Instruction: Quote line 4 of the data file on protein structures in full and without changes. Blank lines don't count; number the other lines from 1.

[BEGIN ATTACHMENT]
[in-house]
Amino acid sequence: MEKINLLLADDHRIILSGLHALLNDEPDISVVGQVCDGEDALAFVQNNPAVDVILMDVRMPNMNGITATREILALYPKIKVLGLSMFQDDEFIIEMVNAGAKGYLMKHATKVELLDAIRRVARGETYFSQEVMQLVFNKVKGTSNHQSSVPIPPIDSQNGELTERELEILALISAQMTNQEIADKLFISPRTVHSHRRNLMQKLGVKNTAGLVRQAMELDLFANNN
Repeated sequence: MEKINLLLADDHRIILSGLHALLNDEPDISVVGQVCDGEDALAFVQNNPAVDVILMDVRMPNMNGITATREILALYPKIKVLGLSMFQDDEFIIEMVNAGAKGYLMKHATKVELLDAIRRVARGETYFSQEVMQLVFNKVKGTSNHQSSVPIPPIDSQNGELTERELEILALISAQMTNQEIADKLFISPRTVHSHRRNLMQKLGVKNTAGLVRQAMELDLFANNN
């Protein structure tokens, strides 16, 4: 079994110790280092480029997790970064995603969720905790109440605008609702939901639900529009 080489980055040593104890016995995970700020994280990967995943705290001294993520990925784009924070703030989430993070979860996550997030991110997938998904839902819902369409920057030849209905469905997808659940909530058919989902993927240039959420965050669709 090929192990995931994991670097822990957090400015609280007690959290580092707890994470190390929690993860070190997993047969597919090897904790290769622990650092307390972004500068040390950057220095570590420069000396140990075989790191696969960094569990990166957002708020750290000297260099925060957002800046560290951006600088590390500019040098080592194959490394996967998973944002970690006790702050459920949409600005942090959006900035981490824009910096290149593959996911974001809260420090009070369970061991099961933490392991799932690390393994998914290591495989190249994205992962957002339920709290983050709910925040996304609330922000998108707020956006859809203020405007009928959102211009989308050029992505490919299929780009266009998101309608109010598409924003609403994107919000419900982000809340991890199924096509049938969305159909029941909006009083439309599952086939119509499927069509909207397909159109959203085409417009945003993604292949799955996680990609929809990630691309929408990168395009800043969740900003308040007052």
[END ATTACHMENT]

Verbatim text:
């Protein structure tokens, strides 16, 4: 079994110790280092480029997790970064995603969720905790109440605008609702939901639900529009 080489980055040593104890016995995970700020994280990967995943705290001294993520990925784009924070703030989430993070979860996550997030991110997938998904839902819902369409920057030849209905469905997808659940909530058919989902993927240039959420965050669709 090929192990995931994991670097822990957090400015609280007690959290580092707890994470190390929690993860070190997993047969597919090897904790290769622990650092307390972004500068040390950057220095570590420069000396140990075989790191696969960094569990990166957002708020750290000297260099925060957002800046560290951006600088590390500019040098080592194959490394996967998973944002970690006790702050459920949409600005942090959006900035981490824009910096290149593959996911974001809260420090009070369970061991099961933490392991799932690390393994998914290591495989190249994205992962957002339920709290983050709910925040996304609330922000998108707020956006859809203020405007009928959102211009989308050029992505490919299929780009266009998101309608109010598409924003609403994107919000419900982000809340991890199924096509049938969305159909029941909006009083439309599952086939119509499927069509909207397909159109959203085409417009945003993604292949799955996680990609929809990630691309929408990168395009800043969740900003308040007052």